IF the overall situation in Haiti were not so dire and the human suffering so appalling it would be irritating to observe the urgent cries that are being heard in the British press -- and no doubt in other newspapers around the world -- for the United Nations to take full responsibility for the humanitarian relief and reconstruction programme in Haiti.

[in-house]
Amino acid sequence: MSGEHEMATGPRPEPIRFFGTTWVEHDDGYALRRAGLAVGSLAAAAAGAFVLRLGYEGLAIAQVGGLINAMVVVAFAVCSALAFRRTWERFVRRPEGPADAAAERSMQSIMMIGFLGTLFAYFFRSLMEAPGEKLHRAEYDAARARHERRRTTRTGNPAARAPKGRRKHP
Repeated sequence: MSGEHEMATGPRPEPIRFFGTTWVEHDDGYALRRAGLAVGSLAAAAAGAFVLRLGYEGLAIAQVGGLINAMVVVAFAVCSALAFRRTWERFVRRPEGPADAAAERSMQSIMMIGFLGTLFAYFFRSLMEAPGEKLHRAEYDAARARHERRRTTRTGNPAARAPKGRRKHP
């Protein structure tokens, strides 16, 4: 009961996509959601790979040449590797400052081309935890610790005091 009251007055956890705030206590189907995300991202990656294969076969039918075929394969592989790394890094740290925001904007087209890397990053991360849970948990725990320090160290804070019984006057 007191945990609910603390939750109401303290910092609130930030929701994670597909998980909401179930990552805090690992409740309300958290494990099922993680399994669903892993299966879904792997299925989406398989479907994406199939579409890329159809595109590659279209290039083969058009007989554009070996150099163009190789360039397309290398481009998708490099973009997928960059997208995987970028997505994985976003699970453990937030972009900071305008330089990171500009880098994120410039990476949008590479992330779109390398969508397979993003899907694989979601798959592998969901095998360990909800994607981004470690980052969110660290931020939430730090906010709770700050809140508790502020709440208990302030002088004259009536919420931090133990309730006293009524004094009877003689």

The Times called in a leading article yesterday for the UN to step forward to provide the necessary combination of strength and legitimacy. But the call should instead have been addressed to the British and other four permanent members of the Security Council to authorise the Secretary General to act in this decisive way because at the moment one such member, the United States, has taken upon itself the role of leader. That action was understandable for a number of reasons but it nonetheless leaves the UN and other nations with an important role to play in an uncertain position. The present moment with Haiti in chaos is not the time to argue about chains of command. Nonetheless, it should be noted, as I suggested in Looking Around last Saturday, that there is a need for a new permanent UN relief organisation ready to swing into action at short notice and take charge in disaster areas at the request of the country concerned. This matter must be returned to for urgent consideration when the immediate crisis in Haiti is over.